Gregg Stockdale, CEO of 1st Valley Credit Union, has several reasons why it may be dangerous for credit unions to release their CAMEL scores.
“Slippery slope. Once people start releasing this information, those that don't will be suspect of hiding something,” said Stockdale, who heads the $34 million 1st Valley CU in San Bernardino, Calif.
Stockdale said if members want to know how their credit union is performing, rating firms such as Bauer Financial Inc. risk rate credit unions.
Meanwhile, for those credit unions that may have experienced lackluster performance after years of strong performance, they should have a chance to get back on track, Stockdale offered.
“Many credit unions have hit a rough patch. After decades of a [number two] rating, to have a [number four] may bring an unwanted and unnecessary run on the credit union,” Stockdale said. “Give them some time to work it out without everyone looking over their shoulder at each move.”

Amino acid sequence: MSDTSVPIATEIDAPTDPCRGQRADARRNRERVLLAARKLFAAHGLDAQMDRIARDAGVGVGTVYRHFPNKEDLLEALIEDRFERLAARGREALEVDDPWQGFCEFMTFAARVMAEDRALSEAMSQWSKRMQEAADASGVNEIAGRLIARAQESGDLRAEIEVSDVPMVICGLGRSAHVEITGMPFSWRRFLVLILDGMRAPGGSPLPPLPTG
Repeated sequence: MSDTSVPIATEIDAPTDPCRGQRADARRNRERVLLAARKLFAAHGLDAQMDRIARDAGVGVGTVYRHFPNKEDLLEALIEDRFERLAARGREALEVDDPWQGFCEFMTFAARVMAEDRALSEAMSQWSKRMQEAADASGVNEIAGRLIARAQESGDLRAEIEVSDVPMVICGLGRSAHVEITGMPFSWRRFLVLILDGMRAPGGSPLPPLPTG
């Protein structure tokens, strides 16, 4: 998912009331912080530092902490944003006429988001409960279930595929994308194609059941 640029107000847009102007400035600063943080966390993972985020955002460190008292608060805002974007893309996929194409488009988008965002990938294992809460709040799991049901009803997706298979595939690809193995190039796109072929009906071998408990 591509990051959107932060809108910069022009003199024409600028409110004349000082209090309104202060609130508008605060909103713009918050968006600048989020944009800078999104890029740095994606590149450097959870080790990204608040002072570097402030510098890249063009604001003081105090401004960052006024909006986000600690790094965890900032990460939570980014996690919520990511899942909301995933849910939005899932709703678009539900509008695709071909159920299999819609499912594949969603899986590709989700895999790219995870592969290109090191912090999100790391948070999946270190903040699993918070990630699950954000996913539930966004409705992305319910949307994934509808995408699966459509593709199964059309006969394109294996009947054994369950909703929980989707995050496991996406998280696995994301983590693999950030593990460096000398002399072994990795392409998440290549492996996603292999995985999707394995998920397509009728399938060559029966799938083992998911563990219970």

Stockdale said how CAMEL scores are viewed are subject to who is interpreting them.
“Sad to say, but the rating given by NCUA is capricious and very subjective, as admitted by NCUA themselves,” he said. “Even sadder, do those ratings really reflect the status of the credit union going forward? Many credit unions had nice ratings and then less than a year later, they were toast.”
Stockdale suggested credit unions should be able to apply the warning used in investment circles: “Past performance is not an indication of future success.”
“Saddest of all, now that the GAO has spanked NCUA for being asleep at the switch, their ratings and findings are all about risk elimination, not risk management,” he said.